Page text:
Thursday, September 24, 2009

Rethinking No-Stress Consequences

I'm headed out tomorrow on a four-day Geek-End in Washington State with some old friends of mine from when I lived in Vancouver -- there'll be Blood Bowl, Space Hulk, a Magic booster draft, a PS3 with whatever it is that's good on a PS3, and, if we get to it, an RPG one-shot or two -- but I wanted to throw an idea out there before I go.

As you may or may not know, I don't use stress tracks in my FATE games, except for minions. Instead, stress goes straight to consequences. Every PC starts out being able to take one consequence of each degree -- Minor, Moderate, and Severe (usually) -- regardless of type. So if you take a Minor physical consequence and then have to take a Minor mental consequence, you take a Moderate mental consequence instead. If you have Good or Great Endurance or Resolve, you get to withstand more physical or mental consequences, but otherwise you're stuck with the three.

This doesn't appeal to me so much anymore. I used to be a little more into the hardcore idea of "narrative punishment" -- there's only so much abuse any character can take in a story before he drops out of it somehow. Having a high Endurance or Resolve was the player's way of telling the GM "My character will take more physical or mental abuse than most during the course of the story, because that's part of what makes him who he is." I liked how narrative and gamist it was without being all that concerned with simulating anything.

To prevent things from getting too out of hand what with the character-fragility thing, I've been clearly demarcating different types of conflicts, whether physical or mental. If you're in a mental conflict, you use social skills (mostly) to deal mental consequences, but can use physical skills to maneuver. It's the reverse in a physical conflict: Skills like Intimidation can only be used to maneuver an aspect onto an opponent, but don't actually inflict consequences. If you're in a mental conflict, like an argument, and want to escalate to a physical conflict, you can do that, but then there's no going back. This means that if you're going to keep arguing with someone without baring steel, it's because you're either a skillful arguer or have no intention of actually fighting. You can make a concession during an argument to escalate and essentially say, "Okay, you got me -- but now someone's gonna bleed."

This has had two major effects in play. One, arguments are short, because whoever's on the losing side is likely to escalate the first time they have to take a Minor mental consequence, lest they go into a fight staring down the barrel of a Moderate consequence they first time they're hit. If a character takes a Minor consequence like "Infuriated" in an argument, the natural next move may be to get physical -- but that's contraindicated by the game mechanics, which leads to some weirdly unintuitive metagaming. Two, there's no real parity between physical and social skills in combat, which is a big attraction for a lot of people (me included) in SotC. Piotr the troll can holler at a group of Average-quality goblin minions all he wants, but no matter how well he does the only thing he can really do with his Intimidation is create an aspect of "Scared." But he'll never scare them so bad they run away (barring some creative tagging for effect, but that's pretty hand-wavey).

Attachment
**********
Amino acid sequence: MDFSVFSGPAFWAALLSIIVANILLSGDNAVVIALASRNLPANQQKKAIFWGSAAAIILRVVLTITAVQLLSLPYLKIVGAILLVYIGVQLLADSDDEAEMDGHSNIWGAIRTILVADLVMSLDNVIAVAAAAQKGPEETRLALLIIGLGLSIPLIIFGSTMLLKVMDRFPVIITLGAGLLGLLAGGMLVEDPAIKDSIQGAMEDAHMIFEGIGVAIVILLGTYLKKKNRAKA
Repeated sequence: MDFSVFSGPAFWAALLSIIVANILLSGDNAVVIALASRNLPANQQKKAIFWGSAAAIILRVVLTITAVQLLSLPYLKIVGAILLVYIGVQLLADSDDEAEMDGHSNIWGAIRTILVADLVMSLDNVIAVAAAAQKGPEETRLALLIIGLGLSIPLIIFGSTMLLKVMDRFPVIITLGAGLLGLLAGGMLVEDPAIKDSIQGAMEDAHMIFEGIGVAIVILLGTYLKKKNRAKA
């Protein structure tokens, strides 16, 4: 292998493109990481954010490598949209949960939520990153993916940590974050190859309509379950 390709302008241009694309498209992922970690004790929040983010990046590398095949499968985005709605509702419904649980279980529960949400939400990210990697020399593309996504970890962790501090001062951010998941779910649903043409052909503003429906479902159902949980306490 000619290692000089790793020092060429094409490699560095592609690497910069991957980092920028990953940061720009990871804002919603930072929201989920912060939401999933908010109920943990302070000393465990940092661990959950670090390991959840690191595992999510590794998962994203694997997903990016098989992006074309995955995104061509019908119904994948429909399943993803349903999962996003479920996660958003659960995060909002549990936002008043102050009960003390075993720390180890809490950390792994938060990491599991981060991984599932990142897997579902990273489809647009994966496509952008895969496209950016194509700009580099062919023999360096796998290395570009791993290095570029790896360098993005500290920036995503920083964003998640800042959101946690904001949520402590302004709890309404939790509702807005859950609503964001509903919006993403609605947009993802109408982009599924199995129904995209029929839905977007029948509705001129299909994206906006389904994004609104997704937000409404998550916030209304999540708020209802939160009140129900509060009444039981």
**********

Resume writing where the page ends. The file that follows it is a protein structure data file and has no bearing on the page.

I don't dig either of those. The easiest alternative is to have a set of slots for each type of Minor and Moderate consequence -- so if your game has physical, mental, and social consequences (as in "Spirit of the 17th Century"), the average starting PC would be able to withstand seven consequences before being Taken Out: one physical Minor, one mental Minor, one social Minor, ditto that for Moderate, and one Severe consequence of any type (Severe consequences are a big deal in my games). A character with Great Resolve (or Esprit, if you want to get technical -- and I do!) would be able to take another, say, two more: a second mental Minor and a second mental Moderate.

Up until recently, I'd pretty much dismissed this option out of hand, because the idea of a character who could take a full nine consequences is kinda ridiculous to me. Plus, there's something aesthetically unappealing about how the character sheet would look with that many consequence slots. However... I'm now of a mind that this is the way to go, despite those misgivings. That Great-Resolve guy might be able to take nine consequences, but he's just as fragile in a swordfight as he would be under the current system -- plus it gives the GM and the players something to do with skills like Intimidation in combat besides create aspects.

I want that pissed-off guy to jump into combat with the jackass who pissed him off if he wants to, not slink away with his Minor consequence between his legs and wait for another scene. I want Piotr to be able to scare the bejeezus out of those goblins and send them running back into the hills. More than that, I want that Piotr's player to feel like he can contribute meaningfully with his Great Intimidation in combat, instead of feeling like he made a mistake in chargen. It's perfectly in keeping with FATE if that troll shouting at his swordsman opponent is just as viable as that swordsman stabbing Piotr with his blade.

The only real misgiving I have is that a really Intimidation-focused guy against a combat-oriented guy who hasn't even ranked Resolve has the potential to be pretty damn brutal -- but no more brutal than the combat-oriented guy fighting a combat weakling. So... fair enough, I guess. (In either case, the defender would be well advised to make a concession and get out while he still can.)

How about you? What are you thoughts on any of this?
Post a Comment